Salt and freshly ground black pepper to taste

For the tomatoes and red peppers:

4 tablespoons olive oil

2 red bell peppers

4 medium red tomatoes, cut into narrow wedges

Salt and freshly ground black pepper to taste

6 basil leaves, torn into small pieces

2 tablespoons chopped fresh parsley

For the roasted beets and greens: Preheat the oven to 400 degrees.

Wrap the beets in a sheet of aluminum foil, transfer to a baking sheet and roast until tender, about 40 minutes. Cool completely. Peel the beets and cut into narrow wedges. Toss the beets with the oil and the balsamic and red wine vinegars. Season with salt and pepper to taste. Set aside.

Meanwhile, have a medium bowl of cold water ready. Bring water to a boil in a medium pot fitted with a steamer insert or basket. Steam the greens just until tender, 3 to 4 minutes. Refresh the greens in the cold water then transfer them to paper towels to dry. Cut the greens into thirds. Set aside.

For the tomatoes and red peppers: Preheat the grill or broiler on high.

Rub 1 tablespoon of the oil over the surface of the peppers. Char the peppers on all sides, carefully turning them with a pair of tongs as they blacken. Place the peppers on a large square of aluminum foil, wrap tightly and set aside to cool. When they are completely cooled, peel, core and seed the peppers; cut them into wide strips.

In a large nonreactive bowl, toss the tomatoes with the remaining 3 tablespoons oil and season with salt and pepper to taste. Set aside for 15 minutes. Gently fold in the peppers, roasted beets and beet greens. Add the basil and parsley and toss gently. Taste and adjust seasoning if necessary.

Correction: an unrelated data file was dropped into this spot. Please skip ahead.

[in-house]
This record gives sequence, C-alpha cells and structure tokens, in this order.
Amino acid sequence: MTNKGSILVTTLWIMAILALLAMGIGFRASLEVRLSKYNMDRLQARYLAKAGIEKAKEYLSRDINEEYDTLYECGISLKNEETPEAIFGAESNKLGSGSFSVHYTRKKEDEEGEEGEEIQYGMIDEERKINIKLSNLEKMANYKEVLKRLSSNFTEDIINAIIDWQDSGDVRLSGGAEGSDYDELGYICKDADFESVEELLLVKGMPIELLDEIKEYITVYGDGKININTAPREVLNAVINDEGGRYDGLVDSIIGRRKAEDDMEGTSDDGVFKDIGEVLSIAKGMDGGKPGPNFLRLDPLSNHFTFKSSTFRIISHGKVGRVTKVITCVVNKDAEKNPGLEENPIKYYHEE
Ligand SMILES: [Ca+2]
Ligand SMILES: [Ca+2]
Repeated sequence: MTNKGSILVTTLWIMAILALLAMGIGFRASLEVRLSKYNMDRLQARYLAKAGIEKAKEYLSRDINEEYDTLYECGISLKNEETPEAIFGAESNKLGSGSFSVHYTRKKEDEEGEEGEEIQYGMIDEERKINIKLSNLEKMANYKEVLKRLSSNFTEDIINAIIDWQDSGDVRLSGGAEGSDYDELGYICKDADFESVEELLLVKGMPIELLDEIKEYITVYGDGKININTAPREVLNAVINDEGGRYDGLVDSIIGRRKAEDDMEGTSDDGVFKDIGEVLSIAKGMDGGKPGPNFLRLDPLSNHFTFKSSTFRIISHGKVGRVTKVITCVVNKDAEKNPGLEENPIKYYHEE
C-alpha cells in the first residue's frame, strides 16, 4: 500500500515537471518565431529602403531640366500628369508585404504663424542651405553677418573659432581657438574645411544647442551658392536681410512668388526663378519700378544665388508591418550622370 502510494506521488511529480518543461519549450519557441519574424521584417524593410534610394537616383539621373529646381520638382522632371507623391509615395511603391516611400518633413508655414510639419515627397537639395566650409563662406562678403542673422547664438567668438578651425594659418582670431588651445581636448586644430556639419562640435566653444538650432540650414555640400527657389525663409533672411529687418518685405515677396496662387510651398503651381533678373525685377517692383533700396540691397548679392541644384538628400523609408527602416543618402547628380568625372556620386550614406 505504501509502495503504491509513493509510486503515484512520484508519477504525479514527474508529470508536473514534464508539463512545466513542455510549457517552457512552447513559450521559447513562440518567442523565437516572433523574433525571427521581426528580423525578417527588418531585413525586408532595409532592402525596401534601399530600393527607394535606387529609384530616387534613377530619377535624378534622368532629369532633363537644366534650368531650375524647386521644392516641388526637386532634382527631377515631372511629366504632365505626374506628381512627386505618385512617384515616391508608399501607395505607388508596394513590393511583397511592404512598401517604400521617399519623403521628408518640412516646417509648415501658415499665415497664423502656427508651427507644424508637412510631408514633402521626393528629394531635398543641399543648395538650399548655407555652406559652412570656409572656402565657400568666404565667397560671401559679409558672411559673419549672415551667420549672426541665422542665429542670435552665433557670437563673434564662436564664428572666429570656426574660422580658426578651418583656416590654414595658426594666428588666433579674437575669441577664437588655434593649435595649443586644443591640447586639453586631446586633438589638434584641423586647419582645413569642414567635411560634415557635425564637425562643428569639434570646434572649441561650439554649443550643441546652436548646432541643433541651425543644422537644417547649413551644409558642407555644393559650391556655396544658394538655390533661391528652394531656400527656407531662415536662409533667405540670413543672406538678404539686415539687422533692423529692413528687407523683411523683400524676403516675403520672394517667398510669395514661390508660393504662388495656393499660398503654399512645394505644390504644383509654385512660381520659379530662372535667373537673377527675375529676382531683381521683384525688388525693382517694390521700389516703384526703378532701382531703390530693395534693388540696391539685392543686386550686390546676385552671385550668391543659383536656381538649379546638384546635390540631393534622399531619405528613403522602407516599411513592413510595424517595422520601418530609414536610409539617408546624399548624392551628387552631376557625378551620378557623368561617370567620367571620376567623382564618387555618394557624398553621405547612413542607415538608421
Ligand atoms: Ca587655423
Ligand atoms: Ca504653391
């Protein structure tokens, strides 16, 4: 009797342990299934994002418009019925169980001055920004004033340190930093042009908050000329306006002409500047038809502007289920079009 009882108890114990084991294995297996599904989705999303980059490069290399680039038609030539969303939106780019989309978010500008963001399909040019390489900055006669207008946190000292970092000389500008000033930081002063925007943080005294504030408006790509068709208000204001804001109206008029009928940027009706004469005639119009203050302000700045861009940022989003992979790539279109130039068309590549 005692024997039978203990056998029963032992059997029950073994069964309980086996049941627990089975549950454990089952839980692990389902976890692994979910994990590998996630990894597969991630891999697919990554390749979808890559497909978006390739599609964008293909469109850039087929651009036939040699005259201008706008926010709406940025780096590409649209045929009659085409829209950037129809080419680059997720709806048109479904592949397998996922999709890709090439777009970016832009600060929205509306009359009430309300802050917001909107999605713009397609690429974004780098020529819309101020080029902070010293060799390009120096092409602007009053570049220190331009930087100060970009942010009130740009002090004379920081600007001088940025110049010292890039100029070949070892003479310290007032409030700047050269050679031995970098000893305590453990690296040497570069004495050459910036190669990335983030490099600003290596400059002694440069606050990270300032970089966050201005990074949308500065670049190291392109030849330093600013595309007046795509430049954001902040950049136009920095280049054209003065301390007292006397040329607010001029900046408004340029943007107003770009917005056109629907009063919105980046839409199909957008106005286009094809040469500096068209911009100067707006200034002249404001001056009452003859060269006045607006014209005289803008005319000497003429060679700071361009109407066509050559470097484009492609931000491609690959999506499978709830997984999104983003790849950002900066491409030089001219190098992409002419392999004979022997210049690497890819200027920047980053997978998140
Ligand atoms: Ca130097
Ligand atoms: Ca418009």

Per serving: 205 calories, 4 gm protein, 23 gm carbohydrates, 12 gm fat, 0 mg cholesterol, 2 gm saturated fat, 260 mg sodium, 6 gm dietary fiber

Tomato, Fennel, Prosciutto and Parmesan Salad

(6 servings)

Ripe tomatoes, anise-flavored fennel, ham and Parmesan create a summer salad that makes a nice first course.

4 tomatoes (red or yellow), cut into wedges

Salt and freshly ground black pepper to taste

1 1/4 cups thinly sliced fennel bulb

1 tablespoon lemon juice

1/4 teaspoon grated lemon rind

3 tablespoons olive oil

18 thin slices prosciutto (about 7 ounces)

1/3 cup coarsely grated Parmesan cheese

1 tablespoon pine nuts, lightly toasted and cooled (optional)

In a medium nonreactive bowl, toss the tomatoes with salt and pepper to taste. Let stand for 15 minutes.

Place the fennel in a small nonreactive bowl and toss with the lemon juice and rind and 1 tablespoon of the oil. Season with salt and pepper to taste. Set aside for 10 minutes.

Combine the tomatoes, fennel mixture and remaining 2 tablespoons oil. Line a serving plate with the prosciutto. Spoon the tomatoes and fennel on top of the prosciutto and sprinkle with the Parmesan cheese and pine nuts, if using.

Per serving: 125 calories, 6 gm protein, 10 gm carbohydrates, 8 gm fat, 9 mg cholesterol, 2 gm saturated fat, 295 mg sodium, 4 gm dietary fiber

Lisa Yockelson is at work on a cookbook about developing flavor in baked goods, to be published by John Wiley & Sons Inc.